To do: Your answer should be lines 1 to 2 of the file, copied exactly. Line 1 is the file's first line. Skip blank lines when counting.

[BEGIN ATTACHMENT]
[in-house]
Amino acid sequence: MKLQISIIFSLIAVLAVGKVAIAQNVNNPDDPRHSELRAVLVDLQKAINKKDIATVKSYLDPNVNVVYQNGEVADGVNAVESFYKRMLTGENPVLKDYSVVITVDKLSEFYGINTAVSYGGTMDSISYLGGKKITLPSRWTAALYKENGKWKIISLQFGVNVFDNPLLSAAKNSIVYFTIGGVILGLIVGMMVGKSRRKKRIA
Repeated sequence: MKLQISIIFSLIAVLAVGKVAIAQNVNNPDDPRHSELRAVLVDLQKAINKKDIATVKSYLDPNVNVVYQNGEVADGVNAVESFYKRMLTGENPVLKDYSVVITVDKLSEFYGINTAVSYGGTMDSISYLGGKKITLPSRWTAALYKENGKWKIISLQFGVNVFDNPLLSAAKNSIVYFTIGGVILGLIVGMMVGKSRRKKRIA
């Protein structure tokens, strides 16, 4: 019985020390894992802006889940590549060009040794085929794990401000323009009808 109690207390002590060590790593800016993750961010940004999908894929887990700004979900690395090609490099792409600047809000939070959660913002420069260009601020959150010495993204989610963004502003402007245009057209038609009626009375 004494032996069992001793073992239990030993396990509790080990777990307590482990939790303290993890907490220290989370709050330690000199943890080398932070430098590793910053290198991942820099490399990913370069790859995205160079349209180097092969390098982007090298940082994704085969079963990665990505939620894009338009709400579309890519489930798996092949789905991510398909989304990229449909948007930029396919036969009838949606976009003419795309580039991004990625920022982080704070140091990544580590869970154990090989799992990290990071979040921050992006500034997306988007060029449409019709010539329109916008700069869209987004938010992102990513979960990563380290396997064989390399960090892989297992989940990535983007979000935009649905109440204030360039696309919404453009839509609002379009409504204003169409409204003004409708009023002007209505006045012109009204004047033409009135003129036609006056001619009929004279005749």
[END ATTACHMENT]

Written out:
[in-house]
Amino acid sequence: MKLQISIIFSLIAVLAVGKVAIAQNVNNPDDPRHSELRAVLVDLQKAINKKDIATVKSYLDPNVNVVYQNGEVADGVNAVESFYKRMLTGENPVLKDYSVVITVDKLSEFYGINTAVSYGGTMDSISYLGGKKITLPSRWTAALYKENGKWKIISLQFGVNVFDNPLLSAAKNSIVYFTIGGVILGLIVGMMVGKSRRKKRIA